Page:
Continuing last week’s thread on 10x, not 10% – 10x thinkers, Ken Norton observes, don’t surrender to limitations – they get bothered by them. They look for ways around them, or things they can do to blow through them.
Google’s “Project Loon” is an example of 10x thinking. Project Loon is attempting to use weather balloons to bring reliable internet connectivity to underserved populations around the world. Whether Project Loon succeeds or not remains to be seen, but they’re trying.
A wonderful example of blowing through limitations comes from the 1960s when faster cargo ships and containerization revolutionized international shipping. However, when freighters from Hawaii reached San Francisco harbor in days instead of weeks, they were still forced to wait for many days since their documents needed to clear customs after arriving via postal service. Adrian Dalsey, Larry Hillblom and Robert Lynn saw this as an opportunity – while ships were still being loaded in Hawaii, they drove from dock to dock picking paperwork. They, then, put them in their luggage, got on a flight to San Francisco and got the papers ready by the time the ships arrived.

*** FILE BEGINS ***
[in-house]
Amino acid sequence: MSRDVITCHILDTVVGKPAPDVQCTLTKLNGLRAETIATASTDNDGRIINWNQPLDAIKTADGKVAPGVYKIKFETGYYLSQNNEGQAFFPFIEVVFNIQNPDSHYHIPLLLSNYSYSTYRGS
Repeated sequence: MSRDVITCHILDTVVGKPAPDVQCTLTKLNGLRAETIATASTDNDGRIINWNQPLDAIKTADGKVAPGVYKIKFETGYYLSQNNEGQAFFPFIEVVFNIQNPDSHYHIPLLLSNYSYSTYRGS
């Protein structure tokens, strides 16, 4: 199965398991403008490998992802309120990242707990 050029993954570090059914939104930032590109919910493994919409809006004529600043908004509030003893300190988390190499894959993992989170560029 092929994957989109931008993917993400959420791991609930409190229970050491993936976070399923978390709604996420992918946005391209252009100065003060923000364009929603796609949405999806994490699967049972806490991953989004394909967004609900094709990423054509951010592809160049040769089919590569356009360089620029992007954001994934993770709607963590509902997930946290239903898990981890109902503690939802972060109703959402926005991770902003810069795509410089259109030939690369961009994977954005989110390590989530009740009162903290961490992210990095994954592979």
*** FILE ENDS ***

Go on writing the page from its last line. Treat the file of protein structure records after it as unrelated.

Dalsey, Hillblom, Lynn => DHL.
It’s often easier to make something 10x better than it is to make it 10% better. – Astro Teller, Google[x]
Source and thanks to: Ken Norton’s essay – 10x, not 10%